*Influences your audience to agree or do (not know).
1. Proposition: Claim; what the reader should think/do
*This is stated in your thesis.
2. Opposition: The other side
*May not be your audience (Ex: Subliminal Messages)
a. Acknowledge the opposition:
· Who are they?
· What do they believe?
· What are their reasons for believing as they do?
b. Address the opposition:
1. Concession: Admitting you can’t refute a point
Ex: Collins, 39 (2)
2. Refutation: Argue against a point
Ex: McKibben, 306 (¶15)
*This may involve analyzing a fallacy
Ex: Faulty Logic: “Unless you’re a hemorrhoid, get off my a*$.”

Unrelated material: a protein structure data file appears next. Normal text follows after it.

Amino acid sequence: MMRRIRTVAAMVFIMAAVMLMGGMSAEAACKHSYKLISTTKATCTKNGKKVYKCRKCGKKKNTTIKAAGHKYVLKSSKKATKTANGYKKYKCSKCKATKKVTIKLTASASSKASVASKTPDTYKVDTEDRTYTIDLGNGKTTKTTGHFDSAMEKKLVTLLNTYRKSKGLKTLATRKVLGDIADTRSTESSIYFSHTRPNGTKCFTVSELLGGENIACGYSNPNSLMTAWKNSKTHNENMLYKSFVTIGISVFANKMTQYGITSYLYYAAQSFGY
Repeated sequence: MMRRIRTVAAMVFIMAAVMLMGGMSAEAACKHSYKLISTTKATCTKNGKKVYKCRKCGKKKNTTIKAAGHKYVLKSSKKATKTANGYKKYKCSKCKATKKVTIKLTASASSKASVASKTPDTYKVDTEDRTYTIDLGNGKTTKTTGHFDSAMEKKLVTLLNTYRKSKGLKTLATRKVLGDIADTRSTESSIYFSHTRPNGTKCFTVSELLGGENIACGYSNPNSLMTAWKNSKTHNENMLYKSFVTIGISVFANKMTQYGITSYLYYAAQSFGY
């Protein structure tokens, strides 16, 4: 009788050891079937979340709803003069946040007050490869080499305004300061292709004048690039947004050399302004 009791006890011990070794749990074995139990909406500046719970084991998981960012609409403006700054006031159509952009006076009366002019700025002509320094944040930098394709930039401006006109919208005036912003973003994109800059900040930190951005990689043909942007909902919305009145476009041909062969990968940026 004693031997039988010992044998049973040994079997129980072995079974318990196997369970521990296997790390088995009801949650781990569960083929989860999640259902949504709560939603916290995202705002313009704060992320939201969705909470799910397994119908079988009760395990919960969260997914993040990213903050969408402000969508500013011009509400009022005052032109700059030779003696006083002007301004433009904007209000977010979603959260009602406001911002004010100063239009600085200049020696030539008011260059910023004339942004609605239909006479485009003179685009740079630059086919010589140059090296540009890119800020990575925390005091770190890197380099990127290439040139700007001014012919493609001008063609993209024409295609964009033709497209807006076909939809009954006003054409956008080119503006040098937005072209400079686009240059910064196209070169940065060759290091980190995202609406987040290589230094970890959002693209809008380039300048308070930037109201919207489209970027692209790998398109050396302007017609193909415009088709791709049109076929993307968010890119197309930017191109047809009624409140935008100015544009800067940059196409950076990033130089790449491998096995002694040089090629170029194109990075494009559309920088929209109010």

3. Rebuttal: Counterpoint against a refutation
*Rebuttal to McKibben’s refutation—Won’t stimulate economy (no tax; not to a profit-making organization).
3. Support: Reasons & evidence to back up your claim
*Kinds of support for each reason:
· Facts and Statistics: Make sure they are solid
· Specific Examples: They must be representative rather than isolated (i.e. Devin Moore)
· Expert Opinion: Must be qualified to speak to issue
*Important: There MUST be a controversy of some sort; there is no argument if everyone agrees.